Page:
Fence made of animal bones among artefacts uncovered at Rainham Hall archaeological dig

11:11 28 August 2013

A volunteer sorting through findings from the Rainham Hall dig

A volunteer sorting through findings from the Rainham Hall dig


An archaeological dig at Rainham Hall has revealed clues about the building’s history dating back to the early 18th century.

The plant borders made from sheep bones found in the gardenThe plant borders made from sheep bones found in the garden

The dig saw a team of 24 volunteers join archaeologists to explore the Grade II* listed Georgian National Trust house earlier this month.

Among their most unusual finds was a plant border made from animal bones in the garden.

Local historian Keith Langridge, who was one of the volunteers, speculated that this may be an indication of some 18th century thriftiness.

Original owner Captain John Harle had many staff onsite because his personal and commercial exploits were conducted in close quarters, as was common at the time. Mr Langridge suggested the bones, believed to be from sheep and cattle, could have been leftovers of meat cooked in large quantities to sustain the workers.

The Rainham Hall dig teamThe Rainham Hall dig team

However National Trust archaeologist Gary Marshall, one of the co-ordinators of the dig, had an alternative theory. He said there would likely have been abattoirs in the vicinity around this time, which could have saved up the bones for the house.

Mr Marshall said he had never seen bones used in this way before.

The team was hoping to find trace of an outbuilding that was demolished in the 1920s. Rainham Hall programme manager Emily Gillespie, who was also co-ordinating the dig, said fragmentary evidence of what was probably one of its side walls was uncovered.

Also found during the dig, which took place over the weekend of August 17 and 18, were pieces of ceramic and glass. A near-complete brass oil lamp wick holder was unearthed as well.

Mr Langridge said the dig had been relatively rewarding, and added: “Sometimes it’s the smallest pieces that are the most interesting.”

Mr Marshall said: “The dig certainly exceeded expectations as we found much more evidence likely of the original garden than we had anticipated, including a gravel path running through it.”

The dig was part of an 18-month National Lottery-funded conservation and renovation project that will see future excavations focus more on the garden.


Latest News Stories

Chancellor George Osborne outlined the government's spending plans in his Autumn Statement and Spending Review (Pic: PA/Yui Mok)

The Chancellor of the Exchequer George Osborne has announced his budget proposal for the next five years – here are the main things to know.

Picture: Google maps

A man has been arrested os suspicion of stabbing a 16-year-old boy near Havering College.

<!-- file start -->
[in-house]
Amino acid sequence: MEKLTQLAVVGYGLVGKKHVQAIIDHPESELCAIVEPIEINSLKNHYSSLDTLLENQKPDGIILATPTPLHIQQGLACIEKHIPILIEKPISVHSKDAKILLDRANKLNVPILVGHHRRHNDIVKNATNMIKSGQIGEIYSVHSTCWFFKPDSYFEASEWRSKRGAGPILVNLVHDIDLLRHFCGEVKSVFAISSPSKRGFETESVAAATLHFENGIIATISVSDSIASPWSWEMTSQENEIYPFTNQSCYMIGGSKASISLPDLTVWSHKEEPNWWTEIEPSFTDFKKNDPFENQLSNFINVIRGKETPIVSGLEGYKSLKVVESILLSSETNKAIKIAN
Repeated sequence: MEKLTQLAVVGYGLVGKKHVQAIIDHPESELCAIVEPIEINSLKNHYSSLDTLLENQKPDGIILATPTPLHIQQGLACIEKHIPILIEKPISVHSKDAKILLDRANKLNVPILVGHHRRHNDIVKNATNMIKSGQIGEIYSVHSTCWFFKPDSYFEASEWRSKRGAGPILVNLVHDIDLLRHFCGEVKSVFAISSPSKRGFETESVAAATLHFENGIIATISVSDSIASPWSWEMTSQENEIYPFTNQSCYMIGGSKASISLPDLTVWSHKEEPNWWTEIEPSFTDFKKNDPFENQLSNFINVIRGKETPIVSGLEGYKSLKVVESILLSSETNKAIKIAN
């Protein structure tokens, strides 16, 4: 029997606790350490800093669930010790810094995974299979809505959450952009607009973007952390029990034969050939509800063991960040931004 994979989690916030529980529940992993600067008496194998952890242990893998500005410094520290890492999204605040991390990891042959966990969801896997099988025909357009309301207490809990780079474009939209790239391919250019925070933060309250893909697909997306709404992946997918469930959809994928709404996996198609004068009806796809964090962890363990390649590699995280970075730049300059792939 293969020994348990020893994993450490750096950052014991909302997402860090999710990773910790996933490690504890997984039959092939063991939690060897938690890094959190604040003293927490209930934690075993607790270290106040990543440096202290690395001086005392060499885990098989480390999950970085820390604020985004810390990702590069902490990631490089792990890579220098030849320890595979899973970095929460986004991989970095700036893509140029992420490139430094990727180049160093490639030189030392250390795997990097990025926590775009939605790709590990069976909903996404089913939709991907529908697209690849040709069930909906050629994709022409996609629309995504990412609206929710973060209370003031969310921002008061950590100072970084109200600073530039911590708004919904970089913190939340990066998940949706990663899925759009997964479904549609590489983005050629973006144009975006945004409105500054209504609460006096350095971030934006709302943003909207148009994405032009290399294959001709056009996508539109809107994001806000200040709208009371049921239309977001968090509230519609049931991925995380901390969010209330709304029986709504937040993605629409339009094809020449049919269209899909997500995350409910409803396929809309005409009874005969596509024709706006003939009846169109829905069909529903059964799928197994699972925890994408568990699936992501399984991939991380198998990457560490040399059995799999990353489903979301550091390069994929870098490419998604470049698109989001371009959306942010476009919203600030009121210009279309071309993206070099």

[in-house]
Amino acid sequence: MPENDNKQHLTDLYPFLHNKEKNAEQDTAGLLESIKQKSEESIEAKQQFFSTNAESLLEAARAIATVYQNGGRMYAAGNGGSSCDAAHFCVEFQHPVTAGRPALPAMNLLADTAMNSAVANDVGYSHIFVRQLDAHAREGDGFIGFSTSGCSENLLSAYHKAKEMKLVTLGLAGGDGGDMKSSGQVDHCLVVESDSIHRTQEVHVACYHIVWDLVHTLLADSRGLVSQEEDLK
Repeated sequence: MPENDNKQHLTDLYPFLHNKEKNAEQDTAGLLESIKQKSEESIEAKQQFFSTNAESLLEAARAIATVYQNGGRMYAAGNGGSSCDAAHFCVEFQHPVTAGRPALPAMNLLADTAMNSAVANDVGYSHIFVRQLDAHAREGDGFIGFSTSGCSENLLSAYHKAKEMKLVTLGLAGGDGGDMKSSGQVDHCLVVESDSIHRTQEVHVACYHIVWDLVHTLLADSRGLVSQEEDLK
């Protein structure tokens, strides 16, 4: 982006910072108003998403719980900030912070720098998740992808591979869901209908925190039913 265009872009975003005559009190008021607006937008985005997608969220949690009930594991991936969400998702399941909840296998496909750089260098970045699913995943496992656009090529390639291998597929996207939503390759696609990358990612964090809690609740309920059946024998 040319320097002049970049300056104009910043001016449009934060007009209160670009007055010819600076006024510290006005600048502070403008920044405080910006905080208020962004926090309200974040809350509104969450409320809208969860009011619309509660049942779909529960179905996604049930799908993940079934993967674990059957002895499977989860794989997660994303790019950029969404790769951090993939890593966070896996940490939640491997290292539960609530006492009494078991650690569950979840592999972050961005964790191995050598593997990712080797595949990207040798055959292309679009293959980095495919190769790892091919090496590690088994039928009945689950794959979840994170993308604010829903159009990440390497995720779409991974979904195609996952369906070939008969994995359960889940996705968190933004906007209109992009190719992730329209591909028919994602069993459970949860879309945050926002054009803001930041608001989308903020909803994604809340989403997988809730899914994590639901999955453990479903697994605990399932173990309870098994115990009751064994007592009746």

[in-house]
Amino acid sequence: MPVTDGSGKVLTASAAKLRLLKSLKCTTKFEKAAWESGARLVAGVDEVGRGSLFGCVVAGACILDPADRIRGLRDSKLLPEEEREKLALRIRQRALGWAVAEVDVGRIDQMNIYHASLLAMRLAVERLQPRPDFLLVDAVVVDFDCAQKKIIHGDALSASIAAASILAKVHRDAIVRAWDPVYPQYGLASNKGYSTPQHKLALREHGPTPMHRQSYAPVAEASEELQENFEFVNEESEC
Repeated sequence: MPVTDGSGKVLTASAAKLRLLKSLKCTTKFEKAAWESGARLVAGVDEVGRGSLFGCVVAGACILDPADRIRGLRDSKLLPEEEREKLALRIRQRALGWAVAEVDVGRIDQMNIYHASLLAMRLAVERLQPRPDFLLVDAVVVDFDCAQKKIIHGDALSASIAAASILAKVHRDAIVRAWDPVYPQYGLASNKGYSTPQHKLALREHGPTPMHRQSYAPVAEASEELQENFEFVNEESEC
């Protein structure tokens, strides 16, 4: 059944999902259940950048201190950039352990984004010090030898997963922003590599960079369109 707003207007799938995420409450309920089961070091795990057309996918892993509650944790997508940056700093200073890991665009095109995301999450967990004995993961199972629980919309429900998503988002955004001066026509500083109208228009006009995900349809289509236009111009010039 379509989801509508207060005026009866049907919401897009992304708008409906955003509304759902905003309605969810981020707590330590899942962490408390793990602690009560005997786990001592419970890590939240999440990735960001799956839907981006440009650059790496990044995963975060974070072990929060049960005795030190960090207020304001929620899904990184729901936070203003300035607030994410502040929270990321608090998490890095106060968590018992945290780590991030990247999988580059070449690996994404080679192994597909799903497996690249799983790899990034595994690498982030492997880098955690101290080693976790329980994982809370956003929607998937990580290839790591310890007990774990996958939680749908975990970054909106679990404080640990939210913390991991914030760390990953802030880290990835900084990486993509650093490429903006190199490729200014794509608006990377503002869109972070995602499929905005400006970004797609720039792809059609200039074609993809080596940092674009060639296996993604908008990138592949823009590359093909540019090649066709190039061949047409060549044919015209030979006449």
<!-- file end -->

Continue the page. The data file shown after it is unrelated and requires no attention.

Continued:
The London Fire Brigade has put forward proposals to axe 13 fire engines - including one from Stratford - to save £11million

‘All the conversation now is about social media, removing something as important as this is a false economy’ say Tories

Ingrebourne Valley Ltd has lodged an appeal against the council's refusal to the planning application to merge Hornchurch Country Park with Ingrebourne Hill by dumping waste

Controversial plans to dump waste and double the size of Rainham’s Ingrebourne Hill will be considered again next month.

80 years old Arthur Boulton, ex marine, competative smimmer and powerlifter.

As the evenings get colder and darker making it to the gym can be a battle for even the most strong-willed.

Yesterday, 16:53
Picture: Google maps

A 16-year-old boy has been taken to an east London hospital after “suffering a stab wound” police have said.

Yesterday, 14:08
Phyllis Woodham - taken in 1942

“While there are people like you there will always be an England.”

Most read news

News from your area


Click on the banner above for full coverage of the centenary commemorations of the outbreak of the First World War.


Tesco - Every little helps

Would you like to have the opportunity to win a huge £2,500 to spend at Tesco? Well with this amazing prize you can do exactly that! MyOffers are giving you the chance to get your hands on £2,500 to spend on anything you desire may it be free weekly groceries for the foreseeable future, a new TV, home decoration or even a new sofa!

You could get your hands on the new Samsung Galaxy S6 Edge!

Here’s your chance to win one of the most feature-packed smartphones on the planet, from tech giants Samsung, The Samsung S6 Edge!

Digital Edition

Read the Romford Recorder e-edition today E-edition
Family Notices 24

Local business directory

Our trusted business finder